Hardin Valley Academy Parent Fights Reading List, ‘Robopocalypse’: Says Students Should Not Have Any Say

Robopocalypse by Daniel H. Wilson is a national bestseller that won the Alex Award by the Young Adult Library Services Association in 2011. However, a Hardin Valley Academy in Knox County wants the book removed from the school’s required reading list because of the book’s language.

Sam Lee, the parent who is trying to get Robopocalypse removed from the reading list, says that he became aware of the book when his wife began reading it so that she could quiz their son, a freshman at the school, on the content.

“She decided to read some of it so she could ask him questions and make sure he knew what he was reading. When she started reading we were shocked. We got one chapter in, there was all kind of inappropriate language for minors.”

Upon learning about the language used in Robopocalypse, Lee states that he was furious. He says that he counted 15 uses of the f-word in just the first half of the book.

“This should had been brought to our knowledge before assigned and forced on our kids,” said Lee, “That’s my problem.”

Responding to Lee’s request to have Robopocalypse removed from the school’s reading list, Knox County Schools Acting Superintendent for Curriculum and Instruction Elizabeth Alves stated:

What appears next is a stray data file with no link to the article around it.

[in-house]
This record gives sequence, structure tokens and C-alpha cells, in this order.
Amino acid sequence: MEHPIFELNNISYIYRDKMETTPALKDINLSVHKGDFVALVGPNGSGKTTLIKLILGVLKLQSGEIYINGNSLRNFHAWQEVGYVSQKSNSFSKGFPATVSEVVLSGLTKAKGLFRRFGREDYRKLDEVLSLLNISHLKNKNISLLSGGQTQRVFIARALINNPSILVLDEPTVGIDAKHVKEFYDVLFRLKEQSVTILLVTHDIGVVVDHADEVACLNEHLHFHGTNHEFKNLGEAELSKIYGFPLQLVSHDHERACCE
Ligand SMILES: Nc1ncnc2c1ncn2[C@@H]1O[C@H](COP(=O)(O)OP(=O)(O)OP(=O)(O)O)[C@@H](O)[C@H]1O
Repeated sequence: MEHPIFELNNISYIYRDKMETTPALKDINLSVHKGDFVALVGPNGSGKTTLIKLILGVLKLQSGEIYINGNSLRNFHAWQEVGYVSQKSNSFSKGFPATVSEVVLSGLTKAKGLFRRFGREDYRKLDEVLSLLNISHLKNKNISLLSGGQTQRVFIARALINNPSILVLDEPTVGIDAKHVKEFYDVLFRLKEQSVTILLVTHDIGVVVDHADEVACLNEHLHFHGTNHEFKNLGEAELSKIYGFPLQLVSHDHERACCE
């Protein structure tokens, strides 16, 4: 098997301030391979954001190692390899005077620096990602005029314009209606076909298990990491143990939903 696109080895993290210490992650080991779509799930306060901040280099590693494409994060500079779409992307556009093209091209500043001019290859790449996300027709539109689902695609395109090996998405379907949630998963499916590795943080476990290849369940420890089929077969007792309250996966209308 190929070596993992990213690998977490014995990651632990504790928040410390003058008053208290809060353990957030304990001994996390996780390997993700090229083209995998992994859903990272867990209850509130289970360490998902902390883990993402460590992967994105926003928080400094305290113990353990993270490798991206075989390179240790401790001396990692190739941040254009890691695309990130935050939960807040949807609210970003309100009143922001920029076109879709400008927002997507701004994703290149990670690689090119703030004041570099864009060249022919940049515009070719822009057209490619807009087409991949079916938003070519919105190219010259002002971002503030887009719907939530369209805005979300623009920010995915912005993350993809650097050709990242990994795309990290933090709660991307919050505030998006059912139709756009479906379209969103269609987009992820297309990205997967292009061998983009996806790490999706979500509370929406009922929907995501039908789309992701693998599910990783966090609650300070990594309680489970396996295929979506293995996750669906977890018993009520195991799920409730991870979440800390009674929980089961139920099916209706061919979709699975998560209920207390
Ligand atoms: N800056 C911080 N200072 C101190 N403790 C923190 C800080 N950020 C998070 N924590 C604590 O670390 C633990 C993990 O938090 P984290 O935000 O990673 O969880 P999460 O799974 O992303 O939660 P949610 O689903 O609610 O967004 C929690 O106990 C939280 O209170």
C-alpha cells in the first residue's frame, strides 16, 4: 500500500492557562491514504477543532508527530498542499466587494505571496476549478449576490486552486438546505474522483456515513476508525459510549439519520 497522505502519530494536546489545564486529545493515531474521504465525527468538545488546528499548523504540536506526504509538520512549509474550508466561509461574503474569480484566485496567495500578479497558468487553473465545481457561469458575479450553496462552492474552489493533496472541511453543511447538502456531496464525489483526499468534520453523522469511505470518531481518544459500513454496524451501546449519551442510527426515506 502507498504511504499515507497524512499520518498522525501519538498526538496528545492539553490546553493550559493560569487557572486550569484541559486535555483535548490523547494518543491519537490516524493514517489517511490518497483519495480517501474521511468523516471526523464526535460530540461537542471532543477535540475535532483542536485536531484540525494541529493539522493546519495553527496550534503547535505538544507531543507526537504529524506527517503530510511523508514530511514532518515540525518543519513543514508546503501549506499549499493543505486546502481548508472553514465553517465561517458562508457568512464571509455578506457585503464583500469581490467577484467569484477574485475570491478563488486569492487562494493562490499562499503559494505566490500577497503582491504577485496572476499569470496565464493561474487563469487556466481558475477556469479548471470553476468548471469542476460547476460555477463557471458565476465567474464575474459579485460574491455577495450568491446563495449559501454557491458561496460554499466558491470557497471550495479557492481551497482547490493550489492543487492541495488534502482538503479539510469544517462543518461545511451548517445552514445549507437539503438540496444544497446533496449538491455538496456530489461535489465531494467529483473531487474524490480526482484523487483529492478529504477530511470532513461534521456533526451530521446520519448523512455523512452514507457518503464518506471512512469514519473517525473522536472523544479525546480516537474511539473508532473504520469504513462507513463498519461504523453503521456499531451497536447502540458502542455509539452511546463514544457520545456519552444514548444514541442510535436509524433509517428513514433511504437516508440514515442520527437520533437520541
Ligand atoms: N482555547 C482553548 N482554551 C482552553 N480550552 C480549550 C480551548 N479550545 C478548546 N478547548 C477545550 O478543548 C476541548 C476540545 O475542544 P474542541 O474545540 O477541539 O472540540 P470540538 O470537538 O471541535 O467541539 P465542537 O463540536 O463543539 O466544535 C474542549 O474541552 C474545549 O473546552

“We always consider the appropriateness of the theme, the content, the maturity of the audience depending on the grade level.”

Debbie Sayers, a chemistry teacher and STEM academy dean, also responded to Lee’s request in an email. Sayers explained:

“I have read the book and am aware of the inappropriate language. Robopocalypse was one of several books proposed by teachers in the STEM Academy.”

“In our selection of the book choices for students, we discussed adult-level language, and decided that most (not all) students of this age group are exposed to profanity through much more graphic means than the written text.”

Sayers also added that the students were given three choices of books to read and that “they overwhelmingly picked Robopocalypse.”

In a move that might shock some parents, Lee responded that he feels students should not have any say on what books they read.

“I would like to see it taken off the reading list,” Lee concluded.

Upon hearing that some parents were upset about his book, author Daniel H. Wilson responded to the criticism to 6 News via an email:

“I’m sorry to hear that “Robopocalypse” has upset any parents. The novel is a thriller set in a post-apocalyptic world in which the characters are fighting to survive and they do use strong, realistic language. The novel does not contain drug use or sexual content, and the story revolves around a diverse group of people who emerge from a global catastrophe as heroes of humanity.”

Do you think that students should not have any say on which books they read?